Teens learn anti-gang lessons at Step Up summit

Speaker, breakout sessions encourage county youth to make good choices


There was a simple message behind this year’s Step Up Youth Summit in Visalia: There’s life beyond gangs.

About 1,000 high school students considered at risk of gang involvement attended the event, representing schools throughout the county. The conference offered a keynote speaker and breakout sessions and was topped off by a performance of “Street Dreams” by an ensemble from San Diego’s Victory Outreach Church.

Motivational speaker and MTV’s “Made” coach Jeff Yalden kicked off the day with a talk that emphasized the need for young people to make good choices. Yalden told the audience to visualize good choices as “filling up your cup;” bad choices empty it, he said.

The goal, he said, was to always advance, to have an overflowing cup.

“Every day you want to be doing the little things that other people aren’t doing,” Yalden said.

Special sessions

Breakout sessions offered what past gang-summit participants told organizers they wanted: real-life strategies to get ahead — in their relationships with their friends, at school and in a future career — and a move away from the usual anti-gang speeches.

Sessions included:

  • “Making the choice 4 life” — A day in the life of a teen convicted of a gang crime. What a witness, defendant and convicted gang felon would experience in the criminal-justice system.
  • “Myths, Facts and Illicit Drugs” — Seminars about addiction to methamphetamine, avoiding drugs and how to curb negative behaviors.
  • “kNOw Fear” — This segment, for males only, challenged listeners to understand and know fear as a normal part of life.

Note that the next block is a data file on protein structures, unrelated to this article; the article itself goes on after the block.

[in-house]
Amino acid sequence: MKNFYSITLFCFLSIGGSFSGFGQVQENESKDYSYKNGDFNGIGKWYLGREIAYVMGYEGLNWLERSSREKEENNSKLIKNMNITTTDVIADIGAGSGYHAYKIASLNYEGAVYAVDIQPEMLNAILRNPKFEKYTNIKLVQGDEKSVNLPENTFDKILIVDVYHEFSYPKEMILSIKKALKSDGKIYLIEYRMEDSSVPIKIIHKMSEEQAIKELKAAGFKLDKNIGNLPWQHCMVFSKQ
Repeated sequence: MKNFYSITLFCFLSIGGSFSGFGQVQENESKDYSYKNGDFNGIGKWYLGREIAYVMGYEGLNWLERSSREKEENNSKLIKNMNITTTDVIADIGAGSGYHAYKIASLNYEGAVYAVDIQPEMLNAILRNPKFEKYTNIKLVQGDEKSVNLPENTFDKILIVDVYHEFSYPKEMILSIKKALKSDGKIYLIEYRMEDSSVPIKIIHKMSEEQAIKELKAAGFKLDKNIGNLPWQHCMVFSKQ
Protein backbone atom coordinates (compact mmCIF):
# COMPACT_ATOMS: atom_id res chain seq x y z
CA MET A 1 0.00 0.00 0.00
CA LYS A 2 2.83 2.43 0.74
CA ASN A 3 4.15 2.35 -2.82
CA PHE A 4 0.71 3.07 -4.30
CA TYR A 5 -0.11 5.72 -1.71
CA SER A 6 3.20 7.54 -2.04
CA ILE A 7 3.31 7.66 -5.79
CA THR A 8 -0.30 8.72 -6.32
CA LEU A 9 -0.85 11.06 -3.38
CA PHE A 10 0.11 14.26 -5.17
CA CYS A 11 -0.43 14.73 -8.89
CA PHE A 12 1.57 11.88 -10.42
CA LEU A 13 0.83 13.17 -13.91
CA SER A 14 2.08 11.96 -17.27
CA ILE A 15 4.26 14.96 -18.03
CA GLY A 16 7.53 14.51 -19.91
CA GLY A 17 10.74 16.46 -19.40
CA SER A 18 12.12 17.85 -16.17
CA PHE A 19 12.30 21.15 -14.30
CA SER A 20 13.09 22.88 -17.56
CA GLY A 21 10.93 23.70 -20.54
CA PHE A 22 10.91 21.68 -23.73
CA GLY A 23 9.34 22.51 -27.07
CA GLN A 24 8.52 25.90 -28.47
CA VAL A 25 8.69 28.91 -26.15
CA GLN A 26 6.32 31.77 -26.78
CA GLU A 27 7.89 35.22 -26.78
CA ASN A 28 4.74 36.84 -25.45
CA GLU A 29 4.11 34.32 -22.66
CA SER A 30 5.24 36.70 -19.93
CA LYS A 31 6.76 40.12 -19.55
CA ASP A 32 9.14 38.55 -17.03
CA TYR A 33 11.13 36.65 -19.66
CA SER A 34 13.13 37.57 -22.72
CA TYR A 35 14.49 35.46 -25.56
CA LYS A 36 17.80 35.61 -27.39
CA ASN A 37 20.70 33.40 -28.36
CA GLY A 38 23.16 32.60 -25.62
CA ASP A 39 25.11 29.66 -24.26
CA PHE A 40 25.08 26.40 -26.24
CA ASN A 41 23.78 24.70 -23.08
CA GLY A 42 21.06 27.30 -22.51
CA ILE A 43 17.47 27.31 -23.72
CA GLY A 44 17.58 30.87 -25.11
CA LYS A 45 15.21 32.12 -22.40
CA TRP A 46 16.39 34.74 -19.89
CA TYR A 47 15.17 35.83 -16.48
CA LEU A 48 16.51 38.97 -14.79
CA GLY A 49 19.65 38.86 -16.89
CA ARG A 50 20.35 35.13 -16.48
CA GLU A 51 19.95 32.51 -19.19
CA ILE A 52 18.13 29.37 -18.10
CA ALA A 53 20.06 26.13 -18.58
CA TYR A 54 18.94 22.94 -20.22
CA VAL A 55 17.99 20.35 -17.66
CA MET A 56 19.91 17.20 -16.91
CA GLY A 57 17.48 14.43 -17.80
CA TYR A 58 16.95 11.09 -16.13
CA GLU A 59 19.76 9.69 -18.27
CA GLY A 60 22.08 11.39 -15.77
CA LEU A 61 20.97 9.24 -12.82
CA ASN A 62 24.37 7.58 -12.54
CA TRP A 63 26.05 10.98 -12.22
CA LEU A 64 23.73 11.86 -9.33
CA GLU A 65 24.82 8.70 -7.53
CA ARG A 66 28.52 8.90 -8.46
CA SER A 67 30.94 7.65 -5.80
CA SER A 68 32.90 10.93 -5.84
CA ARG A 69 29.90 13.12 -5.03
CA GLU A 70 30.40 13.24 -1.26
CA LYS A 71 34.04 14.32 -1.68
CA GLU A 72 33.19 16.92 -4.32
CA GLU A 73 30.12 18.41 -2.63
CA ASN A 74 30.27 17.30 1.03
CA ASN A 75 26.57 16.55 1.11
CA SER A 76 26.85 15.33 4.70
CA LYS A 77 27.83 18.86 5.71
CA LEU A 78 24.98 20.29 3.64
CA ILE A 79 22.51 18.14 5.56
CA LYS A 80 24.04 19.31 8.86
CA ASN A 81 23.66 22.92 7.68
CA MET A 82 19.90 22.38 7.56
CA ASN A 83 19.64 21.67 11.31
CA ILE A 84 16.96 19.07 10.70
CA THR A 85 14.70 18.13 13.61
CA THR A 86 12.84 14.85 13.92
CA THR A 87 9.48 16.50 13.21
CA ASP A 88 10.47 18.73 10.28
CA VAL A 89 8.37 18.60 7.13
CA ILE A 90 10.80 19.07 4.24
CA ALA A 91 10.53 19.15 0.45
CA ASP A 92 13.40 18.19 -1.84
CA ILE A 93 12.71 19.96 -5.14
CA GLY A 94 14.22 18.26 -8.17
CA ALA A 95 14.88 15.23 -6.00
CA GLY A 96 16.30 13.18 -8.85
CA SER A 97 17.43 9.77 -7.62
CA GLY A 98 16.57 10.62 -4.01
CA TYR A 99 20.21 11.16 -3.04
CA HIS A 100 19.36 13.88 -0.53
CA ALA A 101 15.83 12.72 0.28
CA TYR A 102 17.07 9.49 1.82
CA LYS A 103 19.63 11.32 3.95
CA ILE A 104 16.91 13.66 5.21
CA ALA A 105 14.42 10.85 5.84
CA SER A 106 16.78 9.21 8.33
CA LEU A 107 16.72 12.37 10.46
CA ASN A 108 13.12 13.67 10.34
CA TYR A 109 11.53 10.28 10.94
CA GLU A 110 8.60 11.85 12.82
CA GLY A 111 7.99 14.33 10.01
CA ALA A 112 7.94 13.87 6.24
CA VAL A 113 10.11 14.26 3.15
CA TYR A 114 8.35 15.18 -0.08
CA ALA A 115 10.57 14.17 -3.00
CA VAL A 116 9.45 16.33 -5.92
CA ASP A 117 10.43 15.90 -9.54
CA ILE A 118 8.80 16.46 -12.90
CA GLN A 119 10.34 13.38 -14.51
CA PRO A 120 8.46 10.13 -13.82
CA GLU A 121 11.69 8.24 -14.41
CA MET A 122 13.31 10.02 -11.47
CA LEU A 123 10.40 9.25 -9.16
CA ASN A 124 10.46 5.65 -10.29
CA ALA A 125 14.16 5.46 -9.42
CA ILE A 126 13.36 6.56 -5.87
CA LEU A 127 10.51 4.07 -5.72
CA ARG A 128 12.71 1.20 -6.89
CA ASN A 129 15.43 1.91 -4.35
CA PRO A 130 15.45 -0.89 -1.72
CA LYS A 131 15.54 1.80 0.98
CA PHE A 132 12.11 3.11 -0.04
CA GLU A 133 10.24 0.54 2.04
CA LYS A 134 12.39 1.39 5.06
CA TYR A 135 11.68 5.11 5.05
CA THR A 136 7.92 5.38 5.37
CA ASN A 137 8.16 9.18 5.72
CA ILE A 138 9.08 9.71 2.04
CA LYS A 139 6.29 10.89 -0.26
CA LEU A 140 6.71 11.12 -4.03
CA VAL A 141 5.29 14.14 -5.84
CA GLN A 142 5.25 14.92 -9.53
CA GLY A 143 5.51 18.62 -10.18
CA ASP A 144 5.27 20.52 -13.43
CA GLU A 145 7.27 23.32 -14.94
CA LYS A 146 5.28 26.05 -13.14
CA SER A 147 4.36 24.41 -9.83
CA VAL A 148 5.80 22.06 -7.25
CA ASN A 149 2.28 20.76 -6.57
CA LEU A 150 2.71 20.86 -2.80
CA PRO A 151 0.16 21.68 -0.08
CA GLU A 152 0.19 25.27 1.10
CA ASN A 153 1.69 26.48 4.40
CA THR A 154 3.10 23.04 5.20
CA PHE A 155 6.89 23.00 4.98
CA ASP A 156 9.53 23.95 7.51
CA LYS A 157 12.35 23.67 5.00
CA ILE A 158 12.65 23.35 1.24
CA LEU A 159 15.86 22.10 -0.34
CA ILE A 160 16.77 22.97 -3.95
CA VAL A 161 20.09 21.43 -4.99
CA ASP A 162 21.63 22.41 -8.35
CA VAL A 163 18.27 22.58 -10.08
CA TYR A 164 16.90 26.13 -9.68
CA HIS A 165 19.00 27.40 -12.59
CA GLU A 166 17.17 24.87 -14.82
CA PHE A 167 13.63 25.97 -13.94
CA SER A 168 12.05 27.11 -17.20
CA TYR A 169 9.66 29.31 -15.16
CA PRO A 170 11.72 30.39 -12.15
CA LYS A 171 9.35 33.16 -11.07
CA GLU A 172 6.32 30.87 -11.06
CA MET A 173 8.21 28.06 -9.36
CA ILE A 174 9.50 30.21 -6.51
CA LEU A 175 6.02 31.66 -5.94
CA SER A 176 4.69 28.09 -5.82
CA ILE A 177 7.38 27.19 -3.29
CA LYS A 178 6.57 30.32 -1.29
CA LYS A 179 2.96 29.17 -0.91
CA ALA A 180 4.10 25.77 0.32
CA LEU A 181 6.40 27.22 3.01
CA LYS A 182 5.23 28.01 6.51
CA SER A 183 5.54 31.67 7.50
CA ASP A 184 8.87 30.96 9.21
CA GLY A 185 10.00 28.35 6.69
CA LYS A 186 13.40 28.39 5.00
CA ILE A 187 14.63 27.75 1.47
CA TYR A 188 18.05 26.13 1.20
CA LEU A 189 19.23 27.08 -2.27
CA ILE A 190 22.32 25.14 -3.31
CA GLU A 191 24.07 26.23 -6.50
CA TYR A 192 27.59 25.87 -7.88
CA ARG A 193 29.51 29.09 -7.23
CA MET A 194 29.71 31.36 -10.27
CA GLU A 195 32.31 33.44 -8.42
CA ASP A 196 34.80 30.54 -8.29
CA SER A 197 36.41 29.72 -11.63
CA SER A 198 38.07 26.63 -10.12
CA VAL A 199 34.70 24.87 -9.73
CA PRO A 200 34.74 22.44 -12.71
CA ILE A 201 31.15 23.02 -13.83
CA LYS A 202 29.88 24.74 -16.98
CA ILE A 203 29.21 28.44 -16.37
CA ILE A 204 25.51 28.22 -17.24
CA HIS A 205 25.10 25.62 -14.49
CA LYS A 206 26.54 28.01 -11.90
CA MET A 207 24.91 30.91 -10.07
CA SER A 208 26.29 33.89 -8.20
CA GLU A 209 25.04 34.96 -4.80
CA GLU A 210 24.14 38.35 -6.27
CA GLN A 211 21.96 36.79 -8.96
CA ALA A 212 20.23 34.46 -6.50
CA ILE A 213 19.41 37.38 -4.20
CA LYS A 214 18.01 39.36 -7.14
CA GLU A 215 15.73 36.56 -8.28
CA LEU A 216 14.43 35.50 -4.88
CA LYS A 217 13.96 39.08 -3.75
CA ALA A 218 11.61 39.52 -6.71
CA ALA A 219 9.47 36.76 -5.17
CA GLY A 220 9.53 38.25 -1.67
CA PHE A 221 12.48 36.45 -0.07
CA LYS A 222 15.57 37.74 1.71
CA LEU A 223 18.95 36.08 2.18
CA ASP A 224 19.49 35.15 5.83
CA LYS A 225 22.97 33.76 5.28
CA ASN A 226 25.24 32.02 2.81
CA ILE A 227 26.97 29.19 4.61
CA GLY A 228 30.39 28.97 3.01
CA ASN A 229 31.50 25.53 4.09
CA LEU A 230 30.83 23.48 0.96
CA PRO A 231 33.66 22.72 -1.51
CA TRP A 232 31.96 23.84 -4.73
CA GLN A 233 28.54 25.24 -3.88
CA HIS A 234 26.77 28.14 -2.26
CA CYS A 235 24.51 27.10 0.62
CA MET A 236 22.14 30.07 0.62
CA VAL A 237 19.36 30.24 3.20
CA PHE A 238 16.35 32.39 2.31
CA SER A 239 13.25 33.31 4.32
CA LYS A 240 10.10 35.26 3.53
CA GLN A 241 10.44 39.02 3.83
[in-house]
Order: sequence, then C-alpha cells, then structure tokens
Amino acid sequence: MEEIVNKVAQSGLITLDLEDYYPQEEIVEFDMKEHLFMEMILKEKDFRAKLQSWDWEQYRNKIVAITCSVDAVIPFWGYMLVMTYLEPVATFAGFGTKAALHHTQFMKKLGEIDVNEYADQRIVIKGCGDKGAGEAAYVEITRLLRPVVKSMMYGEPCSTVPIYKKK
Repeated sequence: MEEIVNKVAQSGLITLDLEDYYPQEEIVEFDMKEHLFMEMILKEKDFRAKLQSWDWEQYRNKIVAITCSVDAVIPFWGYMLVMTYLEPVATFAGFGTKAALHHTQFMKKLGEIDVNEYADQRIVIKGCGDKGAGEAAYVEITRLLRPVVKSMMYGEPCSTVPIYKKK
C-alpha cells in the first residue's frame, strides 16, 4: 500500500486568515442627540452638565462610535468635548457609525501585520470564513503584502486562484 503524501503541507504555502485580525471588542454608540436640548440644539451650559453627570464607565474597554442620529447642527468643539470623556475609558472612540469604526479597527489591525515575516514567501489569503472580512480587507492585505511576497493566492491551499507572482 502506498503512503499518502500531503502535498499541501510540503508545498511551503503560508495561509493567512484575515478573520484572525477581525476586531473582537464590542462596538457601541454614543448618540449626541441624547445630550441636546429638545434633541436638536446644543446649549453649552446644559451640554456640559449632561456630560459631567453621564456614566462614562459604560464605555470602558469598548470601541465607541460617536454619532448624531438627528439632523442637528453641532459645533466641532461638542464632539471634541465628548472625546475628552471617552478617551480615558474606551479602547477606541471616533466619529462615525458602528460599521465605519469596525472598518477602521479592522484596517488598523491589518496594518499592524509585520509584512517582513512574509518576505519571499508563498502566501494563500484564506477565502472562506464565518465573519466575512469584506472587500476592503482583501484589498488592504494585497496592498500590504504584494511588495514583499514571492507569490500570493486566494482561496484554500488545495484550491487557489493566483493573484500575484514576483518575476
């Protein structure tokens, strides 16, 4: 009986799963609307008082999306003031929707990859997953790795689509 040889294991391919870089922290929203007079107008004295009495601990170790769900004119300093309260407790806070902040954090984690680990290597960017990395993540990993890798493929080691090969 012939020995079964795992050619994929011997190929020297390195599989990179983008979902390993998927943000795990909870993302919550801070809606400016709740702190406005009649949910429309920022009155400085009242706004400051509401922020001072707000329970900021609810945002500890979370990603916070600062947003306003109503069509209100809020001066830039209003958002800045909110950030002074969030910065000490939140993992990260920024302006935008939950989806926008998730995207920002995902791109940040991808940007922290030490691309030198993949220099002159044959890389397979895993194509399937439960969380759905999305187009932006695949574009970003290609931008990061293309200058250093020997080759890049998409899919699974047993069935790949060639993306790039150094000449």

• “Increase Your Less Drama Factor” — This segment, for females only, addressed the handling of emotions.A session focusing on job-interview skills — “Get Hired, Not Fired” — was a favorite of Naomi Amador, sophomore at the La Sierra Military Academy.

    “No one has ever taught me that before,” she said.

    Other career-related seminars provided information on vocational training, finding career pathways, starting a small business, and high-tech and public-safety careers.

    Yesenia Lemus of Woodlake High School said the entire day helped her out.

    “There was a whole lot of information,” she said.

    At the “Red vs. Blue” seminar, Gang Prevention Officer Rob Zieg of the Visalia Police Department explained how wearing the two colors became a dangerous practice. He was blunt, telling teens they are following gang rules without knowing of their prison-gang origins.

    Life advice

    Later, at the career fair, students circulated through a room filled with booths staffed by three dozen local organizations, government agencies, colleges and employers. The Army/National Guard recruiting booths were among the most popular, with soldiers taking turns doing rounds of push-ups for the crowd.

    While hunting down free pencils, stickers, T-shirts, bracelets and brochures from the booths, the students also received advice.

    “Do you guys know what you want to do?” Lupe Gomez, a Tulare County Probation officer, asked of a group of Tulare students.

    The three boys, all 15, stood quietly, shaking their heads

    “Well, you’ve got a little time to think about it,” Gomez said, “but not much.”

    Senior year is too late to start thinking of the future, Gomez said later.

    A performance of Victory Outreach Church of San Diego’s “Street Dreams” topped off the day, with a 90-minute production spotlighting gang culture. The cast and crew was made up of reformed gang members who have performed all over the country. The musical featured rap, gospel songs and a Christian-themed storyline about teen pregnancy and violence.

    The anti-gang summit was not without a minor hitch.

    About 11:30 a.m., a fist-fight broke out between two students, one from Tulare Western High School and the other from Tulare Tech Prep. The altercation arose when one student bumped into another, said a Visalia Police Department spokesman.

    Summit staff, police and keynote speaker Yalden quickly broke up the fight, and the two youths were sent home, according to the police spokesman.

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